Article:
The first type of collection is a collection of maybe one, or a few print. Indeed, in the same issue of California Southern, Arthur H. Miller[1] observes that

Prints have come out of the portfolio into the frame, because that personal quality which is the special virtue of good etching, achieves a tie between the person and his surroundings in a peculiarly satisfying manner.

The F. H. Bresler label
glued at the back of a framed impression of Peeling Potatoes (BA 175.6)

And indeed many Brouet prints which appear on the market in America nowadays are still to be found in their original frames. Unfortunately, this is not without consequences on their state of preservation, mainly because of paper aging, most often because they were left exposed to natural light for decades... And in fact many of those framed prints were gifts to parents or friends, as remnant dedications attest. The illustration acompanying this post is a label of the Bresler company, found at the back of a frame holding a war print, Peeling Potatoes (BA 175.6), here enlivened with an unlikely title, maybe designed to improve the sales of an item which likely rapidly fell out of favor. Such was probably the type of Brouet collection owned by the average reader of California Southern.

An unusual annotation at the back of a print. Extreme marchandisation has affected even etchings such as this impression of the Vegetable Sellers (BA 246)

An american collection from the 20s of the type more likely to be owned by the reader of Fine Prints of the Year surfaced recently when it was sold at auction in 2013[2]. It seems to reflect the organization of the american print market during these years of print boom. Most of the artists cherished by this collector were British - or Scottish -  (Haden, Middleton Todd, Lee Hankey, Martin Hardie, Augustus John, James Dowd, Sidney Tushingham, Edmund Blampied, Christopher Nevinson, W. Douglas McLeod, Charles William Cain, Aileen Mary Elliott, Eileen Soper), and only a few were American (Pennell, Emil Fuchs, Joseph Uhl) or from non-british european nationality (Zorn, Bauer, Bejot and Brouet). Among the artists with the largest holdings in this collection  we find Blampied, Lee-Hankey and Brouet. The Brouet selection comprised 35 prints, a significant holding, and remarkably homogeneous. All these prints had recently been published either by l'Estampe Moderne or by Lefevre and Bignou, including these two prints which appeared as illustrations in two articles from American Art News devoted to Brouet and his recent exhibitions: the Café (Ba 203) and the Net Menders in Cannes (Ba 364). In the collections, the impressions are all from the reguler edition, and the sheets have been perfectly preserved, as if stored in folders straight from the press. Some of them even bear a rather trivial stamp asserting that they were "Made in France". A slightly soulless collection it appears, and it is quite possible it was assembled for purely speculative purposes during the boom, as was not unfrequent at the time, and was simply put aside and forgotten when the market plummetted.

Les Saintes-Maries
Vers les Saintes-Maries, etching by Auguste Brouet, 1924 (BA 326)

In contrast, a collection of Brouet prints of unsurpassable sophistication, also assembled in the 20s',  is Albert Wiggin's. It is no surprise that the famous american banker and print collector became interested in Brouet's work, especially given his parrallel interest in more satirical but also socially oriented French prints such as Daumier's and Gavarni's.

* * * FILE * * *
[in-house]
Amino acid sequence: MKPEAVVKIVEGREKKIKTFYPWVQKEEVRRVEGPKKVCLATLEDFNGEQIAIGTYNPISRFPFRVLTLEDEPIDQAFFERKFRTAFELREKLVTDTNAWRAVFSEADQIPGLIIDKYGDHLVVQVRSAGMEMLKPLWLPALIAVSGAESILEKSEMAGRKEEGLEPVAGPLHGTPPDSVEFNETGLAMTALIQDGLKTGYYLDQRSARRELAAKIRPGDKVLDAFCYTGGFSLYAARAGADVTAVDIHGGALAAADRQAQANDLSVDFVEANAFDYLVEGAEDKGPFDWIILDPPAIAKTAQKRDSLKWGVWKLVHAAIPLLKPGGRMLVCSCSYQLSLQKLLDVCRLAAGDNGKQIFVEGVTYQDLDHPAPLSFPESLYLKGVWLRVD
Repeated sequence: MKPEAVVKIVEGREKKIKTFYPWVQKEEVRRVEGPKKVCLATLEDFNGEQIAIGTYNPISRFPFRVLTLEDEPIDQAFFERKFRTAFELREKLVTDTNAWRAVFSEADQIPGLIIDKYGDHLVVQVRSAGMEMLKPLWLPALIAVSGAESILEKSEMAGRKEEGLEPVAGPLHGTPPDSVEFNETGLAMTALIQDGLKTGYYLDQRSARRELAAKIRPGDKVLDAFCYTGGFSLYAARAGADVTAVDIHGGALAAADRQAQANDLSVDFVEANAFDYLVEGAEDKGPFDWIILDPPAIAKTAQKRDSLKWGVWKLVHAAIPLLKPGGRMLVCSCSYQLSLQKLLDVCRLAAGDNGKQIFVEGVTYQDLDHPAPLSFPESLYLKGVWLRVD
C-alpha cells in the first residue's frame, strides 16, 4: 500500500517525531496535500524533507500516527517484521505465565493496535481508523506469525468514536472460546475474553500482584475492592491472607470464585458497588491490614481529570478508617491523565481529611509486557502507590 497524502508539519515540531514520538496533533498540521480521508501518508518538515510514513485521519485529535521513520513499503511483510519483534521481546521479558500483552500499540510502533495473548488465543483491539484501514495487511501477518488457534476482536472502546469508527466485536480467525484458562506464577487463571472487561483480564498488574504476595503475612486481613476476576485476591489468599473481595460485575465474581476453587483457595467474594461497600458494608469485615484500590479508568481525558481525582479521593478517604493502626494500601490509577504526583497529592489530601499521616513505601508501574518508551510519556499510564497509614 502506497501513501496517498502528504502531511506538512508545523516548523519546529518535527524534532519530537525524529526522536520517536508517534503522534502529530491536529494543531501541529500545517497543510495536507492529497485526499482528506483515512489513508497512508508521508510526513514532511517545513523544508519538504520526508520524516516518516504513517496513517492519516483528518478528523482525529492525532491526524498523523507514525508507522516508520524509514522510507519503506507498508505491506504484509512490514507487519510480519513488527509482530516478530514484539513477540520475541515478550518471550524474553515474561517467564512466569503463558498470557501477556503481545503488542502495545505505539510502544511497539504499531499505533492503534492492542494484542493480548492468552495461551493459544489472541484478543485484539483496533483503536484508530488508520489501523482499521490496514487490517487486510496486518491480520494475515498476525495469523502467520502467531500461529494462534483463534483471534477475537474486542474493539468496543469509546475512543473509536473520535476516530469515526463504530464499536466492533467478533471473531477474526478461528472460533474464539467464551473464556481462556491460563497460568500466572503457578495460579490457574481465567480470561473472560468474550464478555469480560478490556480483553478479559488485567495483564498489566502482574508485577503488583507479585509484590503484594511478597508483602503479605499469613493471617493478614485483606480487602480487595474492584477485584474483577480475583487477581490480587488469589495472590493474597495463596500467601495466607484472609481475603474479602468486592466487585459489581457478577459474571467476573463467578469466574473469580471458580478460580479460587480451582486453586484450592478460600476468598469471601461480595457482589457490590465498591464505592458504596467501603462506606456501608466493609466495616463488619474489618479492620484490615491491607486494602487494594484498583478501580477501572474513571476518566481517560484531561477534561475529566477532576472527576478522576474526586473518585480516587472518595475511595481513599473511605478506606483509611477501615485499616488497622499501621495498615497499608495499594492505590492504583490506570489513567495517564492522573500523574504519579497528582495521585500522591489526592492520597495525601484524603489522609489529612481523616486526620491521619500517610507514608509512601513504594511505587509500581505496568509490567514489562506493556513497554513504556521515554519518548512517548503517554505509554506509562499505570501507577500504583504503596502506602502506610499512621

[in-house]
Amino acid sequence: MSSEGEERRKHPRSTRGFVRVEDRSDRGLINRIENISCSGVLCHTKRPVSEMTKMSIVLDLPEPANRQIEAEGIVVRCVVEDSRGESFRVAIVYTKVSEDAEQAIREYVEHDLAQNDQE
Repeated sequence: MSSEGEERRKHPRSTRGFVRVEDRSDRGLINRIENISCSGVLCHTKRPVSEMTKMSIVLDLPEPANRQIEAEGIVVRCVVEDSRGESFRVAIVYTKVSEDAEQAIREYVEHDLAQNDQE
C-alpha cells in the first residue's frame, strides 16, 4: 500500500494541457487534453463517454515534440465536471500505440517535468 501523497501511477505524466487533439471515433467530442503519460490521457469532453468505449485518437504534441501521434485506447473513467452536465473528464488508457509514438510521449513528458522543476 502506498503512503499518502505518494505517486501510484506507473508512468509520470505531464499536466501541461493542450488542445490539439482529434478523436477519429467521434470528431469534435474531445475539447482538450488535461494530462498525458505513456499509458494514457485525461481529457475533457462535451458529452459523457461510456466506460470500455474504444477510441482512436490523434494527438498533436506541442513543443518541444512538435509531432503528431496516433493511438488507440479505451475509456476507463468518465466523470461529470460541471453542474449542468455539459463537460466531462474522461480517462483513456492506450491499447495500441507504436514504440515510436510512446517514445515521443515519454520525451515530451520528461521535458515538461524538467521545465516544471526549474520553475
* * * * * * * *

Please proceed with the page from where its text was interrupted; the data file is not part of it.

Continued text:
Perusing his collection we surmise that many of his first purchases of Brouet impressions were from the contemporary editions. And a very thorough strategy with that, buying all the states available. For instance, for the plate "Vers les Saintes-Maries" (Ba 326) he got hold of impressions of all three states, for an estimated total of nearly 3000 Fr. Here we meet with the print market practices for wealthy patrons. The cult of the state proof professed by the true amateur has given way to a somewhat artificial marketing policy, brought to the status of fine art by publishers like l'Estampe Moderne. Technically the first states were meant to assist the artist during the fabrication of the plate: but because only a very limited number of these proofs were printed, the first states became eagerly sought after. This scarcity was then organized as a marketing technique. The state proof were then published as such, carefully numbered and even registered in the Bibliographie de la France; and of course sold at a premium ! To highlight the more lofty status of these impressions, the artist's blindstamp and the blindstamp of the Bibliography de la France switch sides. Even so, Wiggin was on the look-out for better material. And indded, at an unknown date, probably around 1925, he found a unique opportunity: to get hold of the complete Grignard collection[3], with its extraordinary first hand impressions, many of them provided by the artist himself. Was it because this collection could not be bettered ? It turns out that sometime after that point, Wiggin stopped collecting Brouet, and the later prints are not to be found in the collection...


[1] California Southern, Feb. 1923 p. 12

[2] Aspire Auction, Sept. 2013, A Collection of Etchings Cached since 1920's.

[3] It is unsure when Grignard separated from his collection of Brouet prints. However his manuscript catalog file has not been updated after the early 20s, and a number of drawings were sold in 1929. The collection is now preserved in the print department of the Boston Public Library. It is quite possible that Heintzelman acted as middleman in the transaction. In any case, he organised the Brouet exhibition which took place in 1948 at the BPL.